Justia Government & Administrative Law Opinion Summaries

Articles Posted in Massachusetts Supreme Judicial Court
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The Supreme Judicial Court dismissed Appellant's appeal from a judgment of a single justice of the court denying his petition for extraordinary relief, holding that the appeal was moot.Appellant, who was serving a life sentence after being convicted of murder in the first degree, filed a petition for medical parole. While that petition was pending, Appellant filed his petition for extraordinary relief requesting an order directing the Department of Correction to create a medical parole plan. A single justice denied the petition on the basis that Appellant had an adequate alternative remedy. The Supreme Judicial Court affirmed, holding that because the petition had been denied, this appeal was moot. View "Carriere v. Department of Correction" on Justia Law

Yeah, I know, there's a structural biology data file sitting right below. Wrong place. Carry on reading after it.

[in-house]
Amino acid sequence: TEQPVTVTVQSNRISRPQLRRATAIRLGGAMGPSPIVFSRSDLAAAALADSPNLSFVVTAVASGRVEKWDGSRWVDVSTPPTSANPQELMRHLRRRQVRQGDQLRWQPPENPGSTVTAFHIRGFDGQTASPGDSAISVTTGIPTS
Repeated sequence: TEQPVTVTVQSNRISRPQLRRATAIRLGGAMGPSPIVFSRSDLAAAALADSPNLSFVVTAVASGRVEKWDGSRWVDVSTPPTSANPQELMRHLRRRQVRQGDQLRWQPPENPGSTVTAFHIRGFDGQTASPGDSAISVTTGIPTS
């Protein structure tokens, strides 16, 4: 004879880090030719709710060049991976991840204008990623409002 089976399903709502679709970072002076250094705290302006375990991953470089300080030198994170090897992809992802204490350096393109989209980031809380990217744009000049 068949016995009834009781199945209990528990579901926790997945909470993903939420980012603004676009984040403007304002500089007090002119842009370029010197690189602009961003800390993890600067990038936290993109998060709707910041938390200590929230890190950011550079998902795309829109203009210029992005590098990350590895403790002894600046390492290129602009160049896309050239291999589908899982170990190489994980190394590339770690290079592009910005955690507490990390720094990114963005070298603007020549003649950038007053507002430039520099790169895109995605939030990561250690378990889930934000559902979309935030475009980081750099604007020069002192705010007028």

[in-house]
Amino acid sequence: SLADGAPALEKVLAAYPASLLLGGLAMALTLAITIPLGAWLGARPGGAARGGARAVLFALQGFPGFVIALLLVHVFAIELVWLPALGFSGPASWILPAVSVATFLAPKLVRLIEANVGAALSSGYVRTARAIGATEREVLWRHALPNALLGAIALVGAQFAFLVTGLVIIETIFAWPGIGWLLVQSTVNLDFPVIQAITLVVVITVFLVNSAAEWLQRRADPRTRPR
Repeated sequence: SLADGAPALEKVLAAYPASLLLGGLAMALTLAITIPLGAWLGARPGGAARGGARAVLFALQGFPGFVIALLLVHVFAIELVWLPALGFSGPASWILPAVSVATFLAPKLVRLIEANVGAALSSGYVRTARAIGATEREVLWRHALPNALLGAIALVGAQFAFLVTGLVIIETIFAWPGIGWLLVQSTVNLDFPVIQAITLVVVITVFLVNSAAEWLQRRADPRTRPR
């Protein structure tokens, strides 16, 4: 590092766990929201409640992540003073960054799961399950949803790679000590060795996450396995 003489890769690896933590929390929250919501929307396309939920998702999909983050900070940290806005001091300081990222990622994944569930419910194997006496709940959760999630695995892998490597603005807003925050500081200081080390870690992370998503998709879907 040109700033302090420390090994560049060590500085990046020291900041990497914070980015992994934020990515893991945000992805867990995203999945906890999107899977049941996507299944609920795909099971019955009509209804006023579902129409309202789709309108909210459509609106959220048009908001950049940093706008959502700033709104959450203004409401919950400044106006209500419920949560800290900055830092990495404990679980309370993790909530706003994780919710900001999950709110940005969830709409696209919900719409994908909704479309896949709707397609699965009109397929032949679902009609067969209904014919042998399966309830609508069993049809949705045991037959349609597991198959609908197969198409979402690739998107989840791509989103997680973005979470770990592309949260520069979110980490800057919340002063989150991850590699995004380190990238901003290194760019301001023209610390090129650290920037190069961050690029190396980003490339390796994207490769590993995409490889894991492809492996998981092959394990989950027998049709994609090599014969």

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The Supreme Judicial Court affirmed the judgment of the Sex Offender Registry Board initiating an upward reclassification of John Doe when he was charged with additional sex offenses, holding that there was clear and convincing evidence supporting the level three classification.In 1998, Doe pleaded guilty to the sexual assault of victim one and was classified as a level two sex offender. In 2009, Doe was found guilty of two counts of rape and abuse of a child without force and three counts of indecent assault and battery on a person age fourteen or older involving victim two. In 2010, Defendant was found guilty of two counts of rape of a child as to victim three. After Defendant was charged with the additional sex offenses relating to victims two and three, the Board notified Doe of his duty to register as a level three sex offender. The superior court and appeals court upheld the Board's decision. The Supreme Judicial Court affirmed, holding that the hearing examiner's decision was supported by substantial evidence and was not arbitrary or capricious. View "Doe v. Sex Offender Registry Bd." on Justia Law